The Committee on Oversight and Government Reform released a fascinating 231-page report detailing the how and why behind the epic breach at the United States Office of Personnel Management.
Richard Spires, the former CIO of the IRS and DHS, remarked on OPM’s failure to take a data-centric approach to information security:
“[I]f I had walked in there [OPM] as the CIO—and, you know, again, I’m speculating a bit, but—and I saw the kinds of lack of protections on very sensitive data, the first thing we would have been working on is how do we protect that data? OK? Not even talking about necessarily the systems. How is it we get better protections and then control access to that data better?”
What data was taken?
A picture of the damage inflicted by the OPM breach is painted through a series of powerful quotes, like this one from James Comey, Director of the FBI:
“My SF-86 lists every place I’ve ever lived since I was 18, every foreign travel I’ve ever taken, all of my family, their addresses. So it’s not just my identity that’s affected. I’ve got siblings. I’ve got five kids. All of that is in there.”
It’s hard to refute the argument that this is the most devastating breach of all time given the scale and sensitivity of the data that was stolen:
- 4.2 million personnel files of former and current government employees
- 21.5 million security clearance background investigation files
- 5.6 million fingerprints
The background investigation files include things like mental health history, alcohol abuse, gambling issues, and other deeply personal information.
How OPM happened
The landmark event that everyone thinks of when they hear “OPM breach” is the theft of 21.5 million background investigation files from the Personnel Investigations Processing System (PIPS) – a legacy mainframe that stores the organization’s crown jewels. This breach was disclosed in 2015.
However, a file share breach disclosed back in 2014 appears to have played an instrumental role in the eventual PIPS breach. In fact, investigations showed that hackers had access to OPM’s network since July of 2012 and were discovered only after advanced monitoring was enabled in March of 2014.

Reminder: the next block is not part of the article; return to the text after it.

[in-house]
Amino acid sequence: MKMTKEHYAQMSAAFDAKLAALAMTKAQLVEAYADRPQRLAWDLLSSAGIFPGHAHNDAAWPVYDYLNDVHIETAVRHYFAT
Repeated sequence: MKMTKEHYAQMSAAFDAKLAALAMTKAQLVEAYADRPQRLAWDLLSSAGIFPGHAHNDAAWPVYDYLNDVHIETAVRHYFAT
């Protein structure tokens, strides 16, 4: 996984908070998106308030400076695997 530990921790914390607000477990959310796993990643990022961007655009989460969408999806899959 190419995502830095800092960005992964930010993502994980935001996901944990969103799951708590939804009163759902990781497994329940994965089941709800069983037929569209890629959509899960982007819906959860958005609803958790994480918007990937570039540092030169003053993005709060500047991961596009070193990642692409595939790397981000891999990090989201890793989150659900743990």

Regrettably, we’ll never know the extent of documents exfiltrated prior to March 2014.
On March 20, 2014, the Department of Homeland Security’s Computer Emergency Response Team (US-CERT) informed OPM’s own response team that a hacker had exfiltrated OPM data from the network.
To “better understand” the threat posed by the hacker (referred to as Hacker X1), OPM monitored the adversary’s movements for two months until they discovered a second hacker (Hacker X2) who gained initial access using a contractor’s stolen credentials.
Brendan Saulsbury, an OPM contractor with OPM’s IT Security Operations, says:
“So we would sort of observe the attacker every day or, you know, every couple of days get on the network and perform various commands. And so we could sort of see what they were looking for. They might take some documentation, come back, and then access, you know, somebody else’s file share that might be a little bit closer or have more access into the system.”
Hikit and SMB
Hacker X2 dropped Hikit malware to establish a backdoor, escalate privileges, and perform keylogging. Hikit was found on numerous systems and was beaconing back to a C2 server. OPM sniffed the hacker’s traffic to determine what was being exfiltrated.
Activity logs showed that the hackers would logon between 10 p.m. and 10 a.m. ET using a compromised Windows domain administrator account and search for PII on file shares using SMB commands.
OPM watched a hacker exfiltrate documents from a file share which contained information that described the PIPS system and how it is architected.
Appendix D of US-CERT’s June 2014 incident report describes the stolen file-share data:
OPM’s Director of IT Security Operations, Jeff Wagner, testified:
“In 2014, the adversary was utilizing a Visual Basic script to scan all of our unstructured data. So the data comes in two forms. It’s either structured, i.e., a database, or unstructured, like file shares or the home drive of your computer, things of that nature. All the data that is listed here, all came out of personal file shares that were stored in the domain storage network.”